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Beginning in 2023, Bali will introduce a mandatory tourist tax for every international visitor arriving on the island.
Tax will be paid before arrival or upon arrival at I Gusti Ngurah Rai International Airport or sea ports. Legislative changes have been introduced and now officials are bringing stakeholders to the plan.
The chairman of the Indonesian Tourism and Travel Association for Bali, I Putu Vinastra, told reporters that international travel agents have approved the new tourism tax.
The fee will be officially announced on February 14, 2024 and will cost IDR 150,000.
Winastra told reporters: “As for the contribution of IDR 150,000, they [tourists and travel agents] are very supportive to protect Bali’s nature.”
Winastra recently attended the Top Resa event at the International and French Tourism Market (IFTM) in Paris, where it discussed the introduction of the tourist tax with key stakeholders.
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He said: “It turned out we got a positive response. There just happens to be a lot of partners there.”
He revealed that he and his teams will work to promote Bali as a preferred destination not only for French but also for Polish tourists.
According to Winastra, tourists from Poland have a strong desire for tourism experiences that promote rural tourism and cultural experiences.
Bali has also seen a sharp increase in the number of tourists from Italy. Tourists from France, Poland and Italy are eligible to apply for a 30-day visa on arrival.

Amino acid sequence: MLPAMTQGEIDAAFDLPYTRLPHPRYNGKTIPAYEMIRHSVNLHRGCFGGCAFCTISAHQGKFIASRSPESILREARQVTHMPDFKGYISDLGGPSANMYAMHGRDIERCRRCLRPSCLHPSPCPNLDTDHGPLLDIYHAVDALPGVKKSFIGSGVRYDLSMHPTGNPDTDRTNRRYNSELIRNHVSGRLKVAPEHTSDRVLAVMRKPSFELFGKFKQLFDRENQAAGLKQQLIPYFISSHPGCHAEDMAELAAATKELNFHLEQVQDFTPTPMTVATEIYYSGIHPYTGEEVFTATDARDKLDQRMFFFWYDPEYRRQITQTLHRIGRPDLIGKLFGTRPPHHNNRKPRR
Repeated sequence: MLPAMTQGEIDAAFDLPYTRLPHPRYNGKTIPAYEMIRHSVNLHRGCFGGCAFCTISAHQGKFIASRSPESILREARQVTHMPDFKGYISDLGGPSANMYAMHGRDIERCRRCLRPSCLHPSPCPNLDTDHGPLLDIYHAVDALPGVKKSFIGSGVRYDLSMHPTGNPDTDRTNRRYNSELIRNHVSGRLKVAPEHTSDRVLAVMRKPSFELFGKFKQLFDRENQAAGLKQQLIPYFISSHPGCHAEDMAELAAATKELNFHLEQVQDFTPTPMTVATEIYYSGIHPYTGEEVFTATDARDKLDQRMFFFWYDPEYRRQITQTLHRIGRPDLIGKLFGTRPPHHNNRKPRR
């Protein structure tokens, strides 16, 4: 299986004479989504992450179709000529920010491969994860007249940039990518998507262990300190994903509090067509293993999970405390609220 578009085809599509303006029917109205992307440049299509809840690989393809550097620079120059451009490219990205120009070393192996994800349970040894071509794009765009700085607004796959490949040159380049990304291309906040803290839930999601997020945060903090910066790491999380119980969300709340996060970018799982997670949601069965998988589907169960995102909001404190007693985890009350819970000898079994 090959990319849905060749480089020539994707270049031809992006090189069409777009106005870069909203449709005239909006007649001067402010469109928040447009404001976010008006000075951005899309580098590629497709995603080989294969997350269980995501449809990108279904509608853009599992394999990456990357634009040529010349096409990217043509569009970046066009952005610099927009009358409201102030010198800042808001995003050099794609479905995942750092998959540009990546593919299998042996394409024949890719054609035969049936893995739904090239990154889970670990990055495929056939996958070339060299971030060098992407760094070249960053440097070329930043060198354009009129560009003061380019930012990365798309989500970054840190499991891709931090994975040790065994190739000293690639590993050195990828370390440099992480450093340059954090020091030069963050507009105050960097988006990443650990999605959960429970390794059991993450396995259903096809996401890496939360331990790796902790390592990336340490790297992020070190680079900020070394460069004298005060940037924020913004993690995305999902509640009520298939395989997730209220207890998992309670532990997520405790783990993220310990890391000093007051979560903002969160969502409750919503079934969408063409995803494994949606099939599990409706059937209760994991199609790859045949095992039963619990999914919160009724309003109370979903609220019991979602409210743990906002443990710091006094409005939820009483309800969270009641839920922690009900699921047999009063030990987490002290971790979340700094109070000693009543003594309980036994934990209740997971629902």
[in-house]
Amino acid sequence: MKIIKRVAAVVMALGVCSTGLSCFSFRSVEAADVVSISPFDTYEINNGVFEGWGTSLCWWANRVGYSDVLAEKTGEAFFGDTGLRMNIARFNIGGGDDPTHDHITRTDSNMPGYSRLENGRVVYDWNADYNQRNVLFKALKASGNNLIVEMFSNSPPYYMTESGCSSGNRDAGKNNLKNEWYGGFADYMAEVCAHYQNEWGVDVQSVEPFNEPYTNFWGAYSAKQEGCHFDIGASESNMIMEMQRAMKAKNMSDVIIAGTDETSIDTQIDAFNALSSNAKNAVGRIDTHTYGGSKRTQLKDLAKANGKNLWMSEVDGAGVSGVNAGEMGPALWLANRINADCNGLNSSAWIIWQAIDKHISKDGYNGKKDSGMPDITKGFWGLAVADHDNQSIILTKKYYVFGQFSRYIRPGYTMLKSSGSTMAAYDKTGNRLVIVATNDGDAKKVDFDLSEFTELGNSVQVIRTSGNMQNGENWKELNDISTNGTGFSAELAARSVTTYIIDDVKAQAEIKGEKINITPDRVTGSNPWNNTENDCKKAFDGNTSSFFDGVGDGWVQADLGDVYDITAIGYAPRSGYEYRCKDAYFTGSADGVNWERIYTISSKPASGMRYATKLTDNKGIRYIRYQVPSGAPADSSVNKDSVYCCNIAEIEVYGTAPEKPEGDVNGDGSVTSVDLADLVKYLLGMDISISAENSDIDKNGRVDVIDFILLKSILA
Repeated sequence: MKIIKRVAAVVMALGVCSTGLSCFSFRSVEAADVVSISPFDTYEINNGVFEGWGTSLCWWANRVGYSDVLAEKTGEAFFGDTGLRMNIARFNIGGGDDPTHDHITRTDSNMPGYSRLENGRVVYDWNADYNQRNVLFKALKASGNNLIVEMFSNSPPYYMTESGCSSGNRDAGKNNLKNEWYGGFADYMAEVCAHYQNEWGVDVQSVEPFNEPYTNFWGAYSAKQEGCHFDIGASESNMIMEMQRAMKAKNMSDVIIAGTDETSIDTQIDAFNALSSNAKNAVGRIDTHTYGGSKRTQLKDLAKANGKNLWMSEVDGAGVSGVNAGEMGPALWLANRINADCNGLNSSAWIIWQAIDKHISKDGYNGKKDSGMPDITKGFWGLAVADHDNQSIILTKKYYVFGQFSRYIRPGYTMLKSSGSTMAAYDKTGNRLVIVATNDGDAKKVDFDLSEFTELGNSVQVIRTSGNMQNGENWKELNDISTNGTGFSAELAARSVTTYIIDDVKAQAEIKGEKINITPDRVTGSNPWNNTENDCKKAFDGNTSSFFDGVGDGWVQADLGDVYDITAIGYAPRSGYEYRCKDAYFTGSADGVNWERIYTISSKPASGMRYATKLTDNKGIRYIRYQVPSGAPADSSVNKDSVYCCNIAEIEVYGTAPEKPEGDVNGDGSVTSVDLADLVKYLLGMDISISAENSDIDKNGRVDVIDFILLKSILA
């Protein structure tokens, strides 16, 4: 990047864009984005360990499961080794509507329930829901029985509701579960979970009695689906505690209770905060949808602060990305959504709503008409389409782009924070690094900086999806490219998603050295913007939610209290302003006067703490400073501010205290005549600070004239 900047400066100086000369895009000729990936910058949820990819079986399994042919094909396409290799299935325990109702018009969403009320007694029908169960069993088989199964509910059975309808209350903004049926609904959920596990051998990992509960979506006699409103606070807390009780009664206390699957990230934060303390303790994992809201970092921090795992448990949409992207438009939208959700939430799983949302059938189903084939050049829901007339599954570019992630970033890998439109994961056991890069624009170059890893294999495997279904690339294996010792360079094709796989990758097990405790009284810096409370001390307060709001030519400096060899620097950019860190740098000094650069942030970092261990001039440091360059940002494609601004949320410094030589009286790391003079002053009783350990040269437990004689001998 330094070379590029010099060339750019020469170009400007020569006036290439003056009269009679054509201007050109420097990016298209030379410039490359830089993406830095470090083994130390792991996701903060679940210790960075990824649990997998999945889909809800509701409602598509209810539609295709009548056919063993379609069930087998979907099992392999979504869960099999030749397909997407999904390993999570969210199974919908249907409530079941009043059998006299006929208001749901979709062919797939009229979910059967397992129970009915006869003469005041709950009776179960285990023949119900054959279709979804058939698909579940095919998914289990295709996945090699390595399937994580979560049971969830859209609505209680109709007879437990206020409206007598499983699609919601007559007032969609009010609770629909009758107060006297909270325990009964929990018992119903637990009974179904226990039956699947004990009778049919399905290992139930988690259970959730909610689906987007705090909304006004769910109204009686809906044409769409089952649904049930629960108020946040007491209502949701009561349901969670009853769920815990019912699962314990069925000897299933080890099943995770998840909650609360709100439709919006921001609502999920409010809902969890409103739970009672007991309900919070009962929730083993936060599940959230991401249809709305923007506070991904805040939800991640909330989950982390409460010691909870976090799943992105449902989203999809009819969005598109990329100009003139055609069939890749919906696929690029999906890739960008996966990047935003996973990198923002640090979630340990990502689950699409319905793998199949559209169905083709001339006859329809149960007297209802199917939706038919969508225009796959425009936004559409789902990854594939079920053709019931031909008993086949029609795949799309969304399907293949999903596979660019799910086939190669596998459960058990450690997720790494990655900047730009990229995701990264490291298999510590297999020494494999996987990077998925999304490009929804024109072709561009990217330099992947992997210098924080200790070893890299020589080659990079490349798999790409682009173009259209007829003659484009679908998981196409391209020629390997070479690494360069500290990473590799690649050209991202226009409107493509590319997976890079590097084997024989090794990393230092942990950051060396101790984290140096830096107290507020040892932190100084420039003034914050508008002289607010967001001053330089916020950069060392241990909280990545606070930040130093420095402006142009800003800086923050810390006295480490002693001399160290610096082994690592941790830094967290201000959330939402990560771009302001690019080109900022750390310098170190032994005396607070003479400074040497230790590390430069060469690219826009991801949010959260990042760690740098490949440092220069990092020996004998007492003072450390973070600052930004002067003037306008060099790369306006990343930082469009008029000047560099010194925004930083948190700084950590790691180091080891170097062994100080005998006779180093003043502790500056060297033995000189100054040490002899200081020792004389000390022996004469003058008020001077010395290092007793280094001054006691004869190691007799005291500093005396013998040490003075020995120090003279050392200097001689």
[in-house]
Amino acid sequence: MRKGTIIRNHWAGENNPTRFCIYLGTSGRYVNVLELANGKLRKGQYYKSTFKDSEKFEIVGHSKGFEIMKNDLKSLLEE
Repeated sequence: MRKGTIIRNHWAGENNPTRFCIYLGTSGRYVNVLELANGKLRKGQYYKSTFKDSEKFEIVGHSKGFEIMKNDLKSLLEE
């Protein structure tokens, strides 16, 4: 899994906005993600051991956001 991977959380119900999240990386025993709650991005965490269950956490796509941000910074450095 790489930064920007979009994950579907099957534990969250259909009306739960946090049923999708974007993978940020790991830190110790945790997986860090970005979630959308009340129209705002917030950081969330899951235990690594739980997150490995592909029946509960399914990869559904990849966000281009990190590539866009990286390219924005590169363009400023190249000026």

The visa costs IDR 500,000 and can be extended once for an additional 30 days. The visa is available to passport holders from 97 countries and is one of the most affordable visa-on-arrival schemes anywhere in the world.
Yet, as Vinastra said, the original premise of the tourism tax was to better fund cultural and nature conservation on the island.
During an emergency meeting to discuss the outbreak of wildfires and landfill fires in Bali, the acting governor said the funds generated by the new tourism tax would primarily be used to combat the island’s waste management problems .
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Acting governor of Bali Sang Made Mahendra Jaya announced on Wednesday that 50-70% of the first tourism tax revenue will be spent on solving the island’s litter problem.
Landfills on the island were supposed to be closed until the G20 summit held in November 2022. However, TPA sites still accept over 200 tons of waste every day.
Now that fires are raging at Suwung TPA in South Denpasar and Mandung TPA in Tabanan Regency, waste is being diverted to other TPA landfills across the island.
Sites already approaching capacity and fire risk during the current drought period.
While many tourists don’t feel too bothered about paying an additional $10 maintenance fee on the island, frequent visitors to Bali share their frustration that they shouldn’t be asked to pay to help solve a problem they see as provincial and central government should have been sufficiently funded before that.
Travel data shared this month by Indonesia’s Tourism and Creative Economy Minister Sandiaga Uno shows that the average tourist spends USD 1,500 on their Bali holiday.
Bali’s tourism leaders have been on a mission this year to attract higher-spending, longer-stay tourists.
They noted that this could help remove misbehaving tourists from the island.
Regardless of whether they are on board with it or not, the tourist tax will be introduced on February 14 and tourists will have to pay the tax in addition to their visa on arrival. Both will be paid online before arrival in Bali.
Payments will probably need to be made on two separate websites, as the visa on arrival fee is received by the Department of Immigration and the tourist tax is a regional levy for the provincial government.